Sunday, June 20, 2010

Vivaldi's Dog

The opening of the Vivaldi "Spring" concerto is ever present; elemental in its appeal. But this opening passage can be a distraction that overpowers a concerto with complexity and flavor beyond the famous ritornello.

Tonight I am thinking about the music in C-sharp minor that appears within this concerto in E major. The brightness of E major in the opening ritornello is the optimism of the season, it is also the key of the "danza pastorale" that closes this concerto. Both passages voice the rich third of the E major triad as a melodic focal point. By way of contrast, the central largo movement is written in C-sharp minor.

Each of the concertos of the "Four Seasons" is prefaced by a poem that many scholars believe was written by Vivaldi himself. The lines of the poem are also inscribed into the score, along with other instructions apart from normal indications. The "Seasons" are not simply programmatic; they are narrative.

The poem that describes the second movement is as follows:

"E quindi sul fiorito ameno prato (Where the green meadow flowers all around)
Al caro mormorio di fronde e piante (amid the soft whisperings of leaves and plants,)
Dorme 'l Caprar col fido can' à lato." (the goat-herd sleeps next to his faithful dog.)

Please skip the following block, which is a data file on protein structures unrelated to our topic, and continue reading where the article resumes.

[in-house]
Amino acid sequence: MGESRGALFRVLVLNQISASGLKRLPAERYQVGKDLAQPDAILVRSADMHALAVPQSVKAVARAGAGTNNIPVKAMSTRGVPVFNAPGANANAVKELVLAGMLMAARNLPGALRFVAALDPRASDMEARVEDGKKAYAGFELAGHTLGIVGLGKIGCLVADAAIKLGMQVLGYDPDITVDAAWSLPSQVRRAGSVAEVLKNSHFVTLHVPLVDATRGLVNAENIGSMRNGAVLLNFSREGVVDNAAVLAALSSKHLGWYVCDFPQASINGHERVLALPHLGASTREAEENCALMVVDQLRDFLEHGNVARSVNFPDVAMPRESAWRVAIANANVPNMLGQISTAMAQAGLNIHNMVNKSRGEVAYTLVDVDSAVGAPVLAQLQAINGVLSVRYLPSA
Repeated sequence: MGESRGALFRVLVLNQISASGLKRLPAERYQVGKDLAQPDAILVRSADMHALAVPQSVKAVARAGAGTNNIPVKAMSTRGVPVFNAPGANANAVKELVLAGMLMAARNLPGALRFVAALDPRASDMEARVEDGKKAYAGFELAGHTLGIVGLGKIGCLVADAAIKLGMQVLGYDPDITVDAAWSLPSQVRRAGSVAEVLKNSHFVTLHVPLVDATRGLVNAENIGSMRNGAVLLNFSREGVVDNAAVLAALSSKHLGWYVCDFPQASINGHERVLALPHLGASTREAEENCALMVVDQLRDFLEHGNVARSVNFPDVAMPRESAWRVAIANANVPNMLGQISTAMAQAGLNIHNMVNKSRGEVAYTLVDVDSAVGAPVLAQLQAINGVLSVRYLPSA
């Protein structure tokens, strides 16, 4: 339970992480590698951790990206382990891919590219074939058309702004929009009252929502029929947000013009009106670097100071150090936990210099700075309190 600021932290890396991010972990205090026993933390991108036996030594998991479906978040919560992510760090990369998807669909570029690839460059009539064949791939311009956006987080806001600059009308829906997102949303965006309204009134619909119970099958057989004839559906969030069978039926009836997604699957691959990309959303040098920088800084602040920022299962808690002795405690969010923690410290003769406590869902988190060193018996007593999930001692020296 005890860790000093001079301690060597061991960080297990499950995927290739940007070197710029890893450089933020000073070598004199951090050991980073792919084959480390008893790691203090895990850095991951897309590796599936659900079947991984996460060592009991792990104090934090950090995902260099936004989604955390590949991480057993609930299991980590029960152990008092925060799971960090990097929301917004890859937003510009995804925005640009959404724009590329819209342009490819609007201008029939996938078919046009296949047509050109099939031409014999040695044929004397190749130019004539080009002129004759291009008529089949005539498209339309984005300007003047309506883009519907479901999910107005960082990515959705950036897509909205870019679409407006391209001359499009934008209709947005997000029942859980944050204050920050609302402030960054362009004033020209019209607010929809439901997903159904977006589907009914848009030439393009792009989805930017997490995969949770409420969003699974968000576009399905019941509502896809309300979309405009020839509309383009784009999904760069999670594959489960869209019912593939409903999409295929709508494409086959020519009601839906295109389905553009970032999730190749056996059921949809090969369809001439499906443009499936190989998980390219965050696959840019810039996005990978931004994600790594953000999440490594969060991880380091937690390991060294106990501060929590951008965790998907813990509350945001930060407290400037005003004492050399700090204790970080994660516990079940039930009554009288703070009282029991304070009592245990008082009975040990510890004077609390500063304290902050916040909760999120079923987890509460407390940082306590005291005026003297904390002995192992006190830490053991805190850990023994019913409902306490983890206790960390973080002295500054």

This lyrical portrait is like video in sound itself. The "soft whisperings" are described by the motion of the two violin parts, and Vivaldi marks the solo part as the “Il capraro che dorme” [the goat-herder that sleeps]. It is the viola part that makes me smile. In units of two pitches each, this underlying motive is the faithful animal at the goat-herders feet, marked by Vivaldi: “Il cane che grida” [the growl of the dog]. He also marked the part to be played "always very loud" (Sempre molto forte), which is an indication that too many recordings moderate.

Throughout this movement there is a gorgeous floating tune, an alluring background of shifting figures, and a barking dog.

E major and C-sharp minor share the pitches E and G-sharp. The two keys, which also share the same key signatures, build from one another and understand one another like twins raised apart.

C-sharp minor appears in the storm interlude of the first movement and is used in the finale also. In both outer movements the ritornello appears in C# minor. This is no ordinary spring: it is the springtime of the goat-footed balloon man made famous by e. e. cummings who "whistles far and wee."

As the balloon man whistles a dog barks persistently, calling our attention to C-sharp minor.


  1. Thanks Generic,

    This is a post that I had a great deal of fun writing. You are welcome here in the labyrinth anytime!


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